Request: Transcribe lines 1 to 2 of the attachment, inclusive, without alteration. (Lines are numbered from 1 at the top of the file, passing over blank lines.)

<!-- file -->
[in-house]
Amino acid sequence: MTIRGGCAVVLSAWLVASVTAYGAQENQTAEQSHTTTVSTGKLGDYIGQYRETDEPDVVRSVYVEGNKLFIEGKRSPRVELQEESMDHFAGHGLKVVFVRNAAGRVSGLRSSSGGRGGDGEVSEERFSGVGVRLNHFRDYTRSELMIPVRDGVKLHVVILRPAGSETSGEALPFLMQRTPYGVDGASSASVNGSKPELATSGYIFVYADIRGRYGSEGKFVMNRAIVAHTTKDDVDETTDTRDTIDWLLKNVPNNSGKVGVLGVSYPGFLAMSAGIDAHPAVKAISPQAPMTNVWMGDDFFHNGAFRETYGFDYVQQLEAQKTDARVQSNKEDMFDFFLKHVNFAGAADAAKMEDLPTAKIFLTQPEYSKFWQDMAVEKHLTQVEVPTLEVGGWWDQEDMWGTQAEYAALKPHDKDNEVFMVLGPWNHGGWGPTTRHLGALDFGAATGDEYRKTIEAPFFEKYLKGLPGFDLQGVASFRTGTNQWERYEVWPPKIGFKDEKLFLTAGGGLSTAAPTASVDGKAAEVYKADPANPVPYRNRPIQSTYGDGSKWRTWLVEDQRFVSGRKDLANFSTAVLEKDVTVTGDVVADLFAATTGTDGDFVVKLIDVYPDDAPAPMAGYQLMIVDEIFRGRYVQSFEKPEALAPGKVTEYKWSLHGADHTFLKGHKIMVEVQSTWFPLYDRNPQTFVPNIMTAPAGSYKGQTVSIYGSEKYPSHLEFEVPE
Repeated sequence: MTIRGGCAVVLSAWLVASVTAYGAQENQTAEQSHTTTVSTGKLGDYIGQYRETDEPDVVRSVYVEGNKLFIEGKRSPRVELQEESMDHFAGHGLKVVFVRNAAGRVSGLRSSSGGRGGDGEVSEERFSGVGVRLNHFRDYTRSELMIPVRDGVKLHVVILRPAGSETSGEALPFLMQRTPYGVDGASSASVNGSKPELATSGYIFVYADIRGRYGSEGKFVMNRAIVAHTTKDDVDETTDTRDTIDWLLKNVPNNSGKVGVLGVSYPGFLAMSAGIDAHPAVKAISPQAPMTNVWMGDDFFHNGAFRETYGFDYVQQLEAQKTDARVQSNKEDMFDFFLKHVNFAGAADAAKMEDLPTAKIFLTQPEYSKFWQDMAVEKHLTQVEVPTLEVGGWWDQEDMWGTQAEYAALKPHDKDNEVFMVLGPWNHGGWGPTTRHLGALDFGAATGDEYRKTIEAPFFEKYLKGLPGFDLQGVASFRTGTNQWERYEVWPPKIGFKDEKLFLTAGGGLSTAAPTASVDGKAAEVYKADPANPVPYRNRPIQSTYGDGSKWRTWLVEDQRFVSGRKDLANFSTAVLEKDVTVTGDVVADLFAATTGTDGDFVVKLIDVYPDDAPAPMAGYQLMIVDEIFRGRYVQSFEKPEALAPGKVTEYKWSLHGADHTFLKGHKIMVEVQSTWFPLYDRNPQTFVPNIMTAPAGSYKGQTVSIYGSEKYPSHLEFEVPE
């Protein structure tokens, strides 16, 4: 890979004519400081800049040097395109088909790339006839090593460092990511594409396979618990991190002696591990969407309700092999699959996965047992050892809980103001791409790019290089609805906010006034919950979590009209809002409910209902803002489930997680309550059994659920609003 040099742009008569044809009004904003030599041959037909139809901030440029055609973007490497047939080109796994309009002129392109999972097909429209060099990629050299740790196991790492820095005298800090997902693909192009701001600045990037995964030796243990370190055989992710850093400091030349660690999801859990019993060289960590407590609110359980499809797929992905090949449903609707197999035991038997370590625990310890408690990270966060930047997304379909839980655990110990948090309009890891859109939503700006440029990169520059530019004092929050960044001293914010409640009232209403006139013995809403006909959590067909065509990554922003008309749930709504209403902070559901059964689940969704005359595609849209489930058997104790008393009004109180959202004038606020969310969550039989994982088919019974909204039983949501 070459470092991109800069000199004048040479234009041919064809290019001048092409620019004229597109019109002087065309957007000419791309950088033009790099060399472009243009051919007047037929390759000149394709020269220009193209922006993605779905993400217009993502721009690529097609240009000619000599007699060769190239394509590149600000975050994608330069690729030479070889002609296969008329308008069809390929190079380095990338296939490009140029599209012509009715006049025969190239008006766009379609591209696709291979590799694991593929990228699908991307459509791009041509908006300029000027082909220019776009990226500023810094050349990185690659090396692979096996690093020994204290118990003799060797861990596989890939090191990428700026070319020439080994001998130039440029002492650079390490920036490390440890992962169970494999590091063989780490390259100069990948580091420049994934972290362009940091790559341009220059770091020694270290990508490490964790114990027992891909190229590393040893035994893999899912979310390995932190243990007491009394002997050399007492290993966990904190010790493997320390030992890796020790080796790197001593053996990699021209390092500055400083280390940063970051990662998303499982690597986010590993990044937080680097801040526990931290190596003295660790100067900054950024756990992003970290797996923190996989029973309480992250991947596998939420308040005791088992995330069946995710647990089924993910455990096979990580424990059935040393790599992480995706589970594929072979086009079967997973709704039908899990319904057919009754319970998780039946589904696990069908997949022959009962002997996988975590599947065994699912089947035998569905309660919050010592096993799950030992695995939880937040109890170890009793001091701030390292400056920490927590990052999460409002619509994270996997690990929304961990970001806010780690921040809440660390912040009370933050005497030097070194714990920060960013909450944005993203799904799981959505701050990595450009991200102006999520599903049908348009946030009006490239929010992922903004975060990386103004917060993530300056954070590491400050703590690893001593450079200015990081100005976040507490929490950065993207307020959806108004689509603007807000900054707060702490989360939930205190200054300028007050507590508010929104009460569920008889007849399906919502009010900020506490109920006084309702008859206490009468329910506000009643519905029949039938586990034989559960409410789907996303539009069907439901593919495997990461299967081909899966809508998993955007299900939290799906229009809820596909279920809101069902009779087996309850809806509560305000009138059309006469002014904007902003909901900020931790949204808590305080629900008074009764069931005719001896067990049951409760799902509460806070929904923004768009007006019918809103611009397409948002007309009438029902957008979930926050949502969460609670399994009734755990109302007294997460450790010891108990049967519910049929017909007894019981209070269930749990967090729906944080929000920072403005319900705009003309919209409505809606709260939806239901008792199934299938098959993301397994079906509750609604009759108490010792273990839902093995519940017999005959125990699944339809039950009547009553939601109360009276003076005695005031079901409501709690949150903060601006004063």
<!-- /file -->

[in-house]
Amino acid sequence: MTIRGGCAVVLSAWLVASVTAYGAQENQTAEQSHTTTVSTGKLGDYIGQYRETDEPDVVRSVYVEGNKLFIEGKRSPRVELQEESMDHFAGHGLKVVFVRNAAGRVSGLRSSSGGRGGDGEVSEERFSGVGVRLNHFRDYTRSELMIPVRDGVKLHVVILRPAGSETSGEALPFLMQRTPYGVDGASSASVNGSKPELATSGYIFVYADIRGRYGSEGKFVMNRAIVAHTTKDDVDETTDTRDTIDWLLKNVPNNSGKVGVLGVSYPGFLAMSAGIDAHPAVKAISPQAPMTNVWMGDDFFHNGAFRETYGFDYVQQLEAQKTDARVQSNKEDMFDFFLKHVNFAGAADAAKMEDLPTAKIFLTQPEYSKFWQDMAVEKHLTQVEVPTLEVGGWWDQEDMWGTQAEYAALKPHDKDNEVFMVLGPWNHGGWGPTTRHLGALDFGAATGDEYRKTIEAPFFEKYLKGLPGFDLQGVASFRTGTNQWERYEVWPPKIGFKDEKLFLTAGGGLSTAAPTASVDGKAAEVYKADPANPVPYRNRPIQSTYGDGSKWRTWLVEDQRFVSGRKDLANFSTAVLEKDVTVTGDVVADLFAATTGTDGDFVVKLIDVYPDDAPAPMAGYQLMIVDEIFRGRYVQSFEKPEALAPGKVTEYKWSLHGADHTFLKGHKIMVEVQSTWFPLYDRNPQTFVPNIMTAPAGSYKGQTVSIYGSEKYPSHLEFEVPE